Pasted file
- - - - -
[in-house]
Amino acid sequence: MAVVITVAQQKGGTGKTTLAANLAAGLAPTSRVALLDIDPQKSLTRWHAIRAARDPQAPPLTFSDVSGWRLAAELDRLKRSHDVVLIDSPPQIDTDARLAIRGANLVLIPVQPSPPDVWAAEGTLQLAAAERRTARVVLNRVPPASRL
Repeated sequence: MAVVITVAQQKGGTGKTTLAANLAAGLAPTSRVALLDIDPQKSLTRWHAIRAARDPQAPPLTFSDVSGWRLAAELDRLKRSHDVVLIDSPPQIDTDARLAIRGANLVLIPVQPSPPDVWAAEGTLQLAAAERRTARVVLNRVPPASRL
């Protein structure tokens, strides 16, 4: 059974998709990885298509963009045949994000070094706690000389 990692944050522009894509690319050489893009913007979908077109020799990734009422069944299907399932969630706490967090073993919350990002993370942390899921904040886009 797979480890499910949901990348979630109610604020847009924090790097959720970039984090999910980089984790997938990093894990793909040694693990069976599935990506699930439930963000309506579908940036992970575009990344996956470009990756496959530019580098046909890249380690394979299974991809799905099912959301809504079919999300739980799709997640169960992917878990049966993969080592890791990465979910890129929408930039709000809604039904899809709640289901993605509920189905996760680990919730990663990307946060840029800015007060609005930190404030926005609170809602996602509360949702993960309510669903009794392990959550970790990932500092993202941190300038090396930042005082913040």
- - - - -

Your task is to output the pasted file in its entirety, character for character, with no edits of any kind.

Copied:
[in-house]
Amino acid sequence: MAVVITVAQQKGGTGKTTLAANLAAGLAPTSRVALLDIDPQKSLTRWHAIRAARDPQAPPLTFSDVSGWRLAAELDRLKRSHDVVLIDSPPQIDTDARLAIRGANLVLIPVQPSPPDVWAAEGTLQLAAAERRTARVVLNRVPPASRL
Repeated sequence: MAVVITVAQQKGGTGKTTLAANLAAGLAPTSRVALLDIDPQKSLTRWHAIRAARDPQAPPLTFSDVSGWRLAAELDRLKRSHDVVLIDSPPQIDTDARLAIRGANLVLIPVQPSPPDVWAAEGTLQLAAAERRTARVVLNRVPPASRL
């Protein structure tokens, strides 16, 4: 059974998709990885298509963009045949994000070094706690000389 990692944050522009894509690319050489893009913007979908077109020799990734009422069944299907399932969630706490967090073993919350990002993370942390899921904040886009 797979480890499910949901990348979630109610604020847009924090790097959720970039984090999910980089984790997938990093894990793909040694693990069976599935990506699930439930963000309506579908940036992970575009990344996956470009990756496959530019580098046909890249380690394979299974991809799905099912959301809504079919999300739980799709997640169960992917878990049966993969080592890791990465979910890129929408930039709000809604039904899809709640289901993605509920189905996760680990919730990663990307946060840029800015007060609005930190404030926005609170809602996602509360949702993960309510669903009794392990959550970790990932500092993202941190300038090396930042005082913040």